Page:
Changes to student handbook include sexual misconduct, stalking

RickTupper

MEGAN RAPOSA

mlraposa11@ole.augie.edu

At first glance, the Augustana student handbook looks the same this year as it always does, but reading a little more closely, the changes become clear.

The biggest changes occurred in the sexual misconduct policy, a subsection of the college’s code of conduct.

“We added a lot definition-wise … so students, faculty and staff know what exactly we mean when we say sexual harassment,” said Beth Torkelson, Title IX coordinator and assistant dean of students.

Torkelson leads the committee that works on making sure the college’s policy regarding Title IX, a 1972 law requiring gender equality in educational programs. Title IX encompasses the larger issue of sexual violence or misconduct on campus as well.

Other federal programs the college must adhere to include the Campus Save Act and the Clery Act, which relate to how sexual misconduct crimes are reported.

According to director of Campus Safety, Rick Tupper, the changes to the handbook do not affect how campus officers are trained in handling sexual misconduct cases.

Tupper said since 2011, when the emphasis on revisions to the sexual misconduct policy began, he has not seen an increase in the number of reports to Campus Safety.

“Even with the information out there, the challenge is really getting the people who’ve experienced this to come forward and getting them to talk about it and know that there’s a safe place to talk about it,” Tupper said.

Dean of students Jim Bies said that even though there is much talk nationwide about government mandates, the topic of sexual misconduct is important because of its impact on the community.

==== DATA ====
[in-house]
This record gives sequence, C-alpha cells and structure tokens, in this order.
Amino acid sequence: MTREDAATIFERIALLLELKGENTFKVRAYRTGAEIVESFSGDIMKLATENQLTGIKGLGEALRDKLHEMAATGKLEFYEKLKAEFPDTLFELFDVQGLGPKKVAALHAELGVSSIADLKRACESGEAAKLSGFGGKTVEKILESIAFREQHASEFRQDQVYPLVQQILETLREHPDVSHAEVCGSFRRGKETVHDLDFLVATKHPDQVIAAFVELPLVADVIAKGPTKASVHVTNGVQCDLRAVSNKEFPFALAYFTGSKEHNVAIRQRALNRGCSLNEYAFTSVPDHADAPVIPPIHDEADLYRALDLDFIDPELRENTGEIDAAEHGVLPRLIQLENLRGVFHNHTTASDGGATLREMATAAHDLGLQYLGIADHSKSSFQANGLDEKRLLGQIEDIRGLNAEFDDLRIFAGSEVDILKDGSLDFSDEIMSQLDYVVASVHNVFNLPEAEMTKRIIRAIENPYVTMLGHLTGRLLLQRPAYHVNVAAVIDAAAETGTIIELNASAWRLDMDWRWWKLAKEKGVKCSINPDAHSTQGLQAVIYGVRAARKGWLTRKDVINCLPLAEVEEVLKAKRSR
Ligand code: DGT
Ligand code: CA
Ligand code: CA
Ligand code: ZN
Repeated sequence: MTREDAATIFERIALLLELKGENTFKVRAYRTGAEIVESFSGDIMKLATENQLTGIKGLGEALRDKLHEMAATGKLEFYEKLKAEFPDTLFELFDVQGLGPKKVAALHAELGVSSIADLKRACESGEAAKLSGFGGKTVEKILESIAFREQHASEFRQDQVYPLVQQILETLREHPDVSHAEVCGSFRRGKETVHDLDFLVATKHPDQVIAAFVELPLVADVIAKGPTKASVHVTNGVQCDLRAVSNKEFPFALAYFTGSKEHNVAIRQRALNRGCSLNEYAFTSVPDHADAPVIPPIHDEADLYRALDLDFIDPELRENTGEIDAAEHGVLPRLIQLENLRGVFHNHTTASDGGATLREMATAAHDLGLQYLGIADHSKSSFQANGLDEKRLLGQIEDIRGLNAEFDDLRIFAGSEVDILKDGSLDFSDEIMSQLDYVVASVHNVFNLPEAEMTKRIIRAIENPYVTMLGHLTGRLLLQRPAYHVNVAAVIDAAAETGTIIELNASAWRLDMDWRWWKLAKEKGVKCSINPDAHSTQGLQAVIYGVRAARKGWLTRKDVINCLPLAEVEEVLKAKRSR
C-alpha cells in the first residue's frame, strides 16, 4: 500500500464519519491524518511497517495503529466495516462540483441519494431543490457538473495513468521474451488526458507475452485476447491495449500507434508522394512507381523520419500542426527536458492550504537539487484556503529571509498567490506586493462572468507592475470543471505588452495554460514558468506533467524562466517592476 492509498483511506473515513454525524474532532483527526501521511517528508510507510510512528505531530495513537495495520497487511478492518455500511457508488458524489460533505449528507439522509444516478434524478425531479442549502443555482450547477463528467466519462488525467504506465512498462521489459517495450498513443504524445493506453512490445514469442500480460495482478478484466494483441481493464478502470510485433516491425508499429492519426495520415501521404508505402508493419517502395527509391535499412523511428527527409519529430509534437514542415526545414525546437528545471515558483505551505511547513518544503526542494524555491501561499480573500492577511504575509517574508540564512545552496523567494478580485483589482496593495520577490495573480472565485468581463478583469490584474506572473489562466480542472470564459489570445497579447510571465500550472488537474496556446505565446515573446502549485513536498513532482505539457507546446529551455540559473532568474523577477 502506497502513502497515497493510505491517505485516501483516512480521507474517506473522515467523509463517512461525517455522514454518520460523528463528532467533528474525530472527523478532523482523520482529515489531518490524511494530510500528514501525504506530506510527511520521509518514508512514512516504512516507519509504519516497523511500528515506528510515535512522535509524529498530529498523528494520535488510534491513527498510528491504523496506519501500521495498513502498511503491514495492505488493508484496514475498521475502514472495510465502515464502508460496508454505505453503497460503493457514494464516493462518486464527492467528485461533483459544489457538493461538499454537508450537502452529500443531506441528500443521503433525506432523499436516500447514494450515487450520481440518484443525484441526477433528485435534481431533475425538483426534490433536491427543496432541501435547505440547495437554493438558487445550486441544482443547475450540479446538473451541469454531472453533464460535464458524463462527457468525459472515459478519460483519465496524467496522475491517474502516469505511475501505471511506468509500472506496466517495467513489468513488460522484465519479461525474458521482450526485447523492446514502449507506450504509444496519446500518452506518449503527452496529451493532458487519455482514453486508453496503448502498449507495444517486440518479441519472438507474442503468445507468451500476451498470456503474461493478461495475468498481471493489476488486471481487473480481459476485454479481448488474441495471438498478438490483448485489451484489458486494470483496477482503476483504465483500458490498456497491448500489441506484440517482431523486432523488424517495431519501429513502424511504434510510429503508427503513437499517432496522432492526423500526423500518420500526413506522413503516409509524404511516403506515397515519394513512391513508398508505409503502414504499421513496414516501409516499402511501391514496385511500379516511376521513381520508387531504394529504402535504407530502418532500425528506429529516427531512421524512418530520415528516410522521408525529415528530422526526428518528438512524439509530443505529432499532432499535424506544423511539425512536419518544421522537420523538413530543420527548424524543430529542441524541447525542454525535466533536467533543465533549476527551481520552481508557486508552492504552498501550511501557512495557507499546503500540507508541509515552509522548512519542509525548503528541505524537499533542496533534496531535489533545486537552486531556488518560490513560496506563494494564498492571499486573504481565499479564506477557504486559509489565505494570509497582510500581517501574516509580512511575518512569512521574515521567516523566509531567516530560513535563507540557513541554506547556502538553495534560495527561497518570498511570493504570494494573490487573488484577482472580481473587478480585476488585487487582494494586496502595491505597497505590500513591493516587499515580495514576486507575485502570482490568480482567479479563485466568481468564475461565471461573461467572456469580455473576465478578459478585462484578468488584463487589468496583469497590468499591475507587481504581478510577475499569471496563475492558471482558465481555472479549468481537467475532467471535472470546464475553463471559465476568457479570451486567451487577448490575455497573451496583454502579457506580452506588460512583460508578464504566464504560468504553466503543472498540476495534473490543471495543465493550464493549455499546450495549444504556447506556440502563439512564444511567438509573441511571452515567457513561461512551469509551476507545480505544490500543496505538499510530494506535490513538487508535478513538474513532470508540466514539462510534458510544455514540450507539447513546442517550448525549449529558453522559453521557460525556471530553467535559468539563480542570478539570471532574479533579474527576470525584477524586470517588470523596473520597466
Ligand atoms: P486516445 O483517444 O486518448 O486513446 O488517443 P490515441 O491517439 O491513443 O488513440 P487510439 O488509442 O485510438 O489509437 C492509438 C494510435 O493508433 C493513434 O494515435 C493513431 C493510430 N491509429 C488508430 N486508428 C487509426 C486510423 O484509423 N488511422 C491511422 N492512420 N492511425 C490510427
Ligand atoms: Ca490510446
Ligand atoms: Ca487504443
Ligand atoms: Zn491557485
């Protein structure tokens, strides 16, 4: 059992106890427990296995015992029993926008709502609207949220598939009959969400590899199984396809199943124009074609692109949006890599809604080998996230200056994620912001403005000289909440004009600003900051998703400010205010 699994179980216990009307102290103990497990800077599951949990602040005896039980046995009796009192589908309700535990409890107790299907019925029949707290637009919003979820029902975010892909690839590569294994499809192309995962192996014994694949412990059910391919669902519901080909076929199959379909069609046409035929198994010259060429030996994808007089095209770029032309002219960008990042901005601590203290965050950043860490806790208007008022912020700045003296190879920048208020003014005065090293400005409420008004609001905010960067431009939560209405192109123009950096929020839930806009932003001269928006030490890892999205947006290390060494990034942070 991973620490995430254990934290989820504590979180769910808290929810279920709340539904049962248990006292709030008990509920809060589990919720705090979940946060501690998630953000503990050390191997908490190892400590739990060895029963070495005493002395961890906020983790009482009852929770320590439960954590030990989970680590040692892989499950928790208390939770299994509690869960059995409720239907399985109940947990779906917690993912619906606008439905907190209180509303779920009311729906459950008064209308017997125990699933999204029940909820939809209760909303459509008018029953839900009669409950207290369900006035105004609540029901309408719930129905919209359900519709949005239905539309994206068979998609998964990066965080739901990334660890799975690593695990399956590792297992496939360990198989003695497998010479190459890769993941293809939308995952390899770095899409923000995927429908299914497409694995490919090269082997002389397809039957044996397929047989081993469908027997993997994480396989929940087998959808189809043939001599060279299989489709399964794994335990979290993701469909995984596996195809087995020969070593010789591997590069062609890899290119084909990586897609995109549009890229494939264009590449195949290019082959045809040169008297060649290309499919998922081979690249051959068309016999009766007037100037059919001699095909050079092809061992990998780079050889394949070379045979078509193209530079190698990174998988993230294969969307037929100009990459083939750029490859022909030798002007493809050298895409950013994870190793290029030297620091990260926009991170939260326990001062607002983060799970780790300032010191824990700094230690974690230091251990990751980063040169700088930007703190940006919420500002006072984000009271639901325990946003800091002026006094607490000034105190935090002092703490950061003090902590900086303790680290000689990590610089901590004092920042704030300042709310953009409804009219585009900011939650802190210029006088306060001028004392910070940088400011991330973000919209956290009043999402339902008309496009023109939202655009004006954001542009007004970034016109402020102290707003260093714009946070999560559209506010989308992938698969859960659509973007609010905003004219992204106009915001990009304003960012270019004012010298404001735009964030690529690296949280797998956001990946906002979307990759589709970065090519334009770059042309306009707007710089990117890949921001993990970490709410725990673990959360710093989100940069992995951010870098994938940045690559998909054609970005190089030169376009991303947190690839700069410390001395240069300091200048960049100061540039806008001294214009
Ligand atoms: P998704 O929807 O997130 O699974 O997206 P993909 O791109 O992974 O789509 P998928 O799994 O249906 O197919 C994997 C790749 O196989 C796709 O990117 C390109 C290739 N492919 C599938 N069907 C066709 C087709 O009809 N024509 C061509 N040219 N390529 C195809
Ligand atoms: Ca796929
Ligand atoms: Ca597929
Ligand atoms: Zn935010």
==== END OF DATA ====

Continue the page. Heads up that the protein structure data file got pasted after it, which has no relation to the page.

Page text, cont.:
“We need to be doing this not because the government is telling us to do it,” he said. “We need to be doing it because it’s the right thing to do.”

In addition to expanding and clarifying the code of conduct’s definition of sexual misconduct, the handbook now includes a footnote defining consent.

According to the handbook, consent is “knowing, voluntary and clear permission by word or action, to engage in mutually agreed upon sexual activity.”

The footnote goes on to explain that it is the responsibility of each party to “make certain that the other has consented before engaging in the activity,” and presents a list of situations in which a person is unable to give consent.

Past iterations of the code of conduct did not include a description of consent. Also new to this year’s handbook are further-defined policies on stalking, bullying and cyber-bullying.

Changes to the handbook went hand-in-hand with training students, faculty and staff on the new policies.

Torkelson said all of the campus life staff and viking guides were trained on the changes.

“It’s kind of on our shoulders to just be as approachable and available as possible,” junior peer advisor (PA) Kat Van Gerpen said.

Van Gerpen served as a PA last year in Solberg and returned this year to Bergsaker.

In addition to residence life training, all freshmen went through programs called “Sex Signals” and “Bystander Training” within 48 hours of arriving on campus. These programs present various “what if” scenarios in order to foster discussion on topics including sexual misconduct. According to Torkelson, these seminars also included a briefing on Title IX this year.

Student leaders, athletes and freshmen also received online training. A 40-45 minute online course was sent out to 875 students at the beginning of the school year, Bies said.

Bies added that the goal of the additional training and added description in the handbook was to make sure the language is “clear, easily understood and [is] encouraging victims to come forward.”

“There’s a real disconnect between the number of reported complaints and the number of victims, so we know it’s under-reported,” Bies said.